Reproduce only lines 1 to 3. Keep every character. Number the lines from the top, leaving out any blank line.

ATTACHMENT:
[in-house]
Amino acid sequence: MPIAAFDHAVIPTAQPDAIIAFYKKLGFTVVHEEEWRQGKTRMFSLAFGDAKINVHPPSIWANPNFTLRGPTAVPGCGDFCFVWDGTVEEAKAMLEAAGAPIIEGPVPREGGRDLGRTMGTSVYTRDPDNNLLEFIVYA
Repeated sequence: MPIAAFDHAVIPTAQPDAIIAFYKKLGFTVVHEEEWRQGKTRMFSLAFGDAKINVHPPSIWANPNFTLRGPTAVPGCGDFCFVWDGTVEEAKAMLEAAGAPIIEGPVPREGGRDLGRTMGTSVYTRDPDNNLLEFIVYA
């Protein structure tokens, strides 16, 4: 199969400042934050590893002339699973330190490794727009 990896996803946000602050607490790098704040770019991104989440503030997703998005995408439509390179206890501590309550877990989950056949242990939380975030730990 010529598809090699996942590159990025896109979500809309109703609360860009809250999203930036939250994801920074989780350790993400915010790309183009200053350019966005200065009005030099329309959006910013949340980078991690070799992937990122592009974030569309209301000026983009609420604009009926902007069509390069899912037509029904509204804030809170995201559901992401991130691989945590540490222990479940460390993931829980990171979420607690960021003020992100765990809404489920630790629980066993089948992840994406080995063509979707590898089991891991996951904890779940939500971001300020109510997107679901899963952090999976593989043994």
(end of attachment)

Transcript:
[in-house]
Amino acid sequence: MPIAAFDHAVIPTAQPDAIIAFYKKLGFTVVHEEEWRQGKTRMFSLAFGDAKINVHPPSIWANPNFTLRGPTAVPGCGDFCFVWDGTVEEAKAMLEAAGAPIIEGPVPREGGRDLGRTMGTSVYTRDPDNNLLEFIVYA
Repeated sequence: MPIAAFDHAVIPTAQPDAIIAFYKKLGFTVVHEEEWRQGKTRMFSLAFGDAKINVHPPSIWANPNFTLRGPTAVPGCGDFCFVWDGTVEEAKAMLEAAGAPIIEGPVPREGGRDLGRTMGTSVYTRDPDNNLLEFIVYA